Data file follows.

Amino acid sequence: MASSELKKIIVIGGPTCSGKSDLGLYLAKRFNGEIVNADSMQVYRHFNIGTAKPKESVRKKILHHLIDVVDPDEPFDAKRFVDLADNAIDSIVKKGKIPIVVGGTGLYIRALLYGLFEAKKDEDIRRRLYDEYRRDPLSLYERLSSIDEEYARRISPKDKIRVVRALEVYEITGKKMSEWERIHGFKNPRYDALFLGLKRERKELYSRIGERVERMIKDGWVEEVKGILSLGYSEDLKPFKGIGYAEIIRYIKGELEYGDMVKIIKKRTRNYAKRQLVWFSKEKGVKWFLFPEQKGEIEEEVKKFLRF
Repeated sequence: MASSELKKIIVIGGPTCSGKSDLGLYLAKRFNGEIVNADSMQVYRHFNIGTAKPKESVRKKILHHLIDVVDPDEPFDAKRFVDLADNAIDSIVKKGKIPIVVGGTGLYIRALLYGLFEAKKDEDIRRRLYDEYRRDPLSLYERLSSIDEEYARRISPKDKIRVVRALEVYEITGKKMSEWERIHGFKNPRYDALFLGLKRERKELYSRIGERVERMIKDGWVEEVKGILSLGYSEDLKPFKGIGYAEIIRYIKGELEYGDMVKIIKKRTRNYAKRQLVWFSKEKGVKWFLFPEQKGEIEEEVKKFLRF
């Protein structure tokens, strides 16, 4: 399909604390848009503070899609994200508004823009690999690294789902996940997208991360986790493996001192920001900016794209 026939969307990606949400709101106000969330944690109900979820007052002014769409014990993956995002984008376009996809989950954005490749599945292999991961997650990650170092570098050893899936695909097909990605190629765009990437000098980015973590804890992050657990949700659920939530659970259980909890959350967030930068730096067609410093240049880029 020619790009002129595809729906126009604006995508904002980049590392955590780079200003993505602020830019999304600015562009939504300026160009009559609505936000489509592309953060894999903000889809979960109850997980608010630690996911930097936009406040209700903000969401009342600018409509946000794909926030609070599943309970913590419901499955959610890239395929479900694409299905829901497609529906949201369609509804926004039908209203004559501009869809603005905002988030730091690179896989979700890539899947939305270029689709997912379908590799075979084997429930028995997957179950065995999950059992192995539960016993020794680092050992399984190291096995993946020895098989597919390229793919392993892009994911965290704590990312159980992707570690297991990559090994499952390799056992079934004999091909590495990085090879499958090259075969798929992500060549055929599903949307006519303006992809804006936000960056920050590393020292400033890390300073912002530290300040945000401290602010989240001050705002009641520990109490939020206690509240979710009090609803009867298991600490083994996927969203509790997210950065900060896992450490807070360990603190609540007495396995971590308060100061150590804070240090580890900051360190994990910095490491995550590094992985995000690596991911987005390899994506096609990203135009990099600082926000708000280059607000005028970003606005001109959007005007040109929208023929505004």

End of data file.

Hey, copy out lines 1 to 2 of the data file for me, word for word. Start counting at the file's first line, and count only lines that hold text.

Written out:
Amino acid sequence: MASSELKKIIVIGGPTCSGKSDLGLYLAKRFNGEIVNADSMQVYRHFNIGTAKPKESVRKKILHHLIDVVDPDEPFDAKRFVDLADNAIDSIVKKGKIPIVVGGTGLYIRALLYGLFEAKKDEDIRRRLYDEYRRDPLSLYERLSSIDEEYARRISPKDKIRVVRALEVYEITGKKMSEWERIHGFKNPRYDALFLGLKRERKELYSRIGERVERMIKDGWVEEVKGILSLGYSEDLKPFKGIGYAEIIRYIKGELEYGDMVKIIKKRTRNYAKRQLVWFSKEKGVKWFLFPEQKGEIEEEVKKFLRF
Repeated sequence: MASSELKKIIVIGGPTCSGKSDLGLYLAKRFNGEIVNADSMQVYRHFNIGTAKPKESVRKKILHHLIDVVDPDEPFDAKRFVDLADNAIDSIVKKGKIPIVVGGTGLYIRALLYGLFEAKKDEDIRRRLYDEYRRDPLSLYERLSSIDEEYARRISPKDKIRVVRALEVYEITGKKMSEWERIHGFKNPRYDALFLGLKRERKELYSRIGERVERMIKDGWVEEVKGILSLGYSEDLKPFKGIGYAEIIRYIKGELEYGDMVKIIKKRTRNYAKRQLVWFSKEKGVKWFLFPEQKGEIEEEVKKFLRF